In United States v. Davis, No. 16-10789 (Nov. 7, 2017) (Ed Carnes, Rosenbaum, Higginbotham), the Court "reluctantly" held that the Alabama offense of first degree sexual abuse by forcible compulsion did not satisfy the ACCA's elements clause.
The Court first found that the Alabama first-degree sexual abuse statute was divisible on its face, enumerating two separate crimes: sexual abuse by forcible compulsion, and sexual abuse of a person incapable of consent. The defendant's plea colloquy revealed that he had been convicted of the former. The Court, however, rejected the defendant's further argument that sexual abuse by forcible compulsion was itself divisible: although there are three ways that a defendant could engage in forcible compulsion, those were means, not elements, because the jury did not need to agree on which the defendant committed.'
Surveying Alabama law, the Court then concluded that sexual abuse by forcible compulsion did not necessary require the use of violent force under Curtis Johnson. That was so because case law in Alabama made clear that one could commit the offense merely where an authority figure implies a threat of disciplinary action against a child, and not all such disciplinary actions involve violent force. The Court noted that, although the defendant did not cite the key Alabama decision in the district court, he had sufficiently preserved his objection to the prior conviction, and a party does not forfeit an issue merely by failing to cite a specific case supporting that issue. In a final footnote, the Court noted that its decision was consistent with the en banc decision in Vail-Bailon because, in that case, the defendant was relying on far-fetched non-violent hypotheticals that had never been prosecuted, whereas Alabama did actually prosecute sexual abuse involving authority figures threatening children. Also, unlike this case, there was no state supreme court decision indicating that the state would apply to the non-violent scenarios.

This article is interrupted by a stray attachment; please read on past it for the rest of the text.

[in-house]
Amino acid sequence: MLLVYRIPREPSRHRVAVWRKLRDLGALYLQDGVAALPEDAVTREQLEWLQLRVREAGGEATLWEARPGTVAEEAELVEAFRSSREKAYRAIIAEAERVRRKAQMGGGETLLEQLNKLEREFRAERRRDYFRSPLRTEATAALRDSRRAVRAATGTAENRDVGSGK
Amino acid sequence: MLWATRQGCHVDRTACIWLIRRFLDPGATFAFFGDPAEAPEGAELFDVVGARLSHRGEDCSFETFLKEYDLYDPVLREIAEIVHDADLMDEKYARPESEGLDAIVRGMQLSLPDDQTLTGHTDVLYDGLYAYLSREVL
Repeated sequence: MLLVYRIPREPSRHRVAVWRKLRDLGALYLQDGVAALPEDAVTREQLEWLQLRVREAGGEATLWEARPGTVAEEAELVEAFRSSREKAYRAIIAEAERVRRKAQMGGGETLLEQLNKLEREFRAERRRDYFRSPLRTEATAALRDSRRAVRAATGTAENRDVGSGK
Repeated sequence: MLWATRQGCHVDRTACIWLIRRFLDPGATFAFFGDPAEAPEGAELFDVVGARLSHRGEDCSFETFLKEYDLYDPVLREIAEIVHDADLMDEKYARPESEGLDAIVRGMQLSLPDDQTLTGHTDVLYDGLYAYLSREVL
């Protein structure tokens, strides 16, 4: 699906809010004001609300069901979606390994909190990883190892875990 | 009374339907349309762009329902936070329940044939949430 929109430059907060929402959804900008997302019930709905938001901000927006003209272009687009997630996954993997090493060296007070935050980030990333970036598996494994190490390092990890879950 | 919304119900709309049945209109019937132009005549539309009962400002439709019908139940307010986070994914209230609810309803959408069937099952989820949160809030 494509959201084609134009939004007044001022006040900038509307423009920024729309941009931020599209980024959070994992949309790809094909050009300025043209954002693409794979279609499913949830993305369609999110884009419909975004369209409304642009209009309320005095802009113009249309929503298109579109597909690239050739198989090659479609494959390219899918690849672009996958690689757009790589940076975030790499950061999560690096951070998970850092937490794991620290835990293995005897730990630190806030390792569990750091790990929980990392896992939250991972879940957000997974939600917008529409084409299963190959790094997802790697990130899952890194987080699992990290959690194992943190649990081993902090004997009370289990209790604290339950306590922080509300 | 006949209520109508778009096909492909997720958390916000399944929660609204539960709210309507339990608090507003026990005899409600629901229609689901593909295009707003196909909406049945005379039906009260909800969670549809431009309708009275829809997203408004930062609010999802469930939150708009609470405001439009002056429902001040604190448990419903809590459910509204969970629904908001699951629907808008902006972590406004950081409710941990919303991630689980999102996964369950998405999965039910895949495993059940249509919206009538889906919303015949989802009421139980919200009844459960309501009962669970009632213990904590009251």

Judge Rosenbaum concurred with the exception of the majority's final footnote discuss Vail-Bailon. She reiterated her disagreement that the non-violent scenarios posited in Vail-Bailon were far-fetched, and that there was no state supreme court decision in that case supporting such an application.